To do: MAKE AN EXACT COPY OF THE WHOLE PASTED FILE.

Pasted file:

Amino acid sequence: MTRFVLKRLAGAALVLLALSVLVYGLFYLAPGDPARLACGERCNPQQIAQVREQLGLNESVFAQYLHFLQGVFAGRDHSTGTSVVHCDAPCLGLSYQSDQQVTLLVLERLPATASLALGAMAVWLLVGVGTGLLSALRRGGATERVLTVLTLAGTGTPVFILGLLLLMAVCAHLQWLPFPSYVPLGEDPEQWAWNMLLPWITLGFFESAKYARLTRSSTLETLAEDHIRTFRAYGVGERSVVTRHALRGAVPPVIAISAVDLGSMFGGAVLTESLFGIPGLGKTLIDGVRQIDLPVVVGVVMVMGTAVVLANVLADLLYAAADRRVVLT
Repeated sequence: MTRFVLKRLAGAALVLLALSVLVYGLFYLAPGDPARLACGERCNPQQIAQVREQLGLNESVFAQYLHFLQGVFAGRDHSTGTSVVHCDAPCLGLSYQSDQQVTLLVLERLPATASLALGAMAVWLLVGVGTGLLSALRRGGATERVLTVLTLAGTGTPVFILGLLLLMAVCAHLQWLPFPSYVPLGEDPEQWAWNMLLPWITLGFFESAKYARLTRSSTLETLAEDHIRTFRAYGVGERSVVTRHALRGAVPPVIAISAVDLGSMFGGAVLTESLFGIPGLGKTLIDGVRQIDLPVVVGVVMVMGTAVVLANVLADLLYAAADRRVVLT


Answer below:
Amino acid sequence: MTRFVLKRLAGAALVLLALSVLVYGLFYLAPGDPARLACGERCNPQQIAQVREQLGLNESVFAQYLHFLQGVFAGRDHSTGTSVVHCDAPCLGLSYQSDQQVTLLVLERLPATASLALGAMAVWLLVGVGTGLLSALRRGGATERVLTVLTLAGTGTPVFILGLLLLMAVCAHLQWLPFPSYVPLGEDPEQWAWNMLLPWITLGFFESAKYARLTRSSTLETLAEDHIRTFRAYGVGERSVVTRHALRGAVPPVIAISAVDLGSMFGGAVLTESLFGIPGLGKTLIDGVRQIDLPVVVGVVMVMGTAVVLANVLADLLYAAADRRVVLT
Repeated sequence: MTRFVLKRLAGAALVLLALSVLVYGLFYLAPGDPARLACGERCNPQQIAQVREQLGLNESVFAQYLHFLQGVFAGRDHSTGTSVVHCDAPCLGLSYQSDQQVTLLVLERLPATASLALGAMAVWLLVGVGTGLLSALRRGGATERVLTVLTLAGTGTPVFILGLLLLMAVCAHLQWLPFPSYVPLGEDPEQWAWNMLLPWITLGFFESAKYARLTRSSTLETLAEDHIRTFRAYGVGERSVVTRHALRGAVPPVIAISAVDLGSMFGGAVLTESLFGIPGLGKTLIDGVRQIDLPVVVGVVMVMGTAVVLANVLADLLYAAADRRVVLT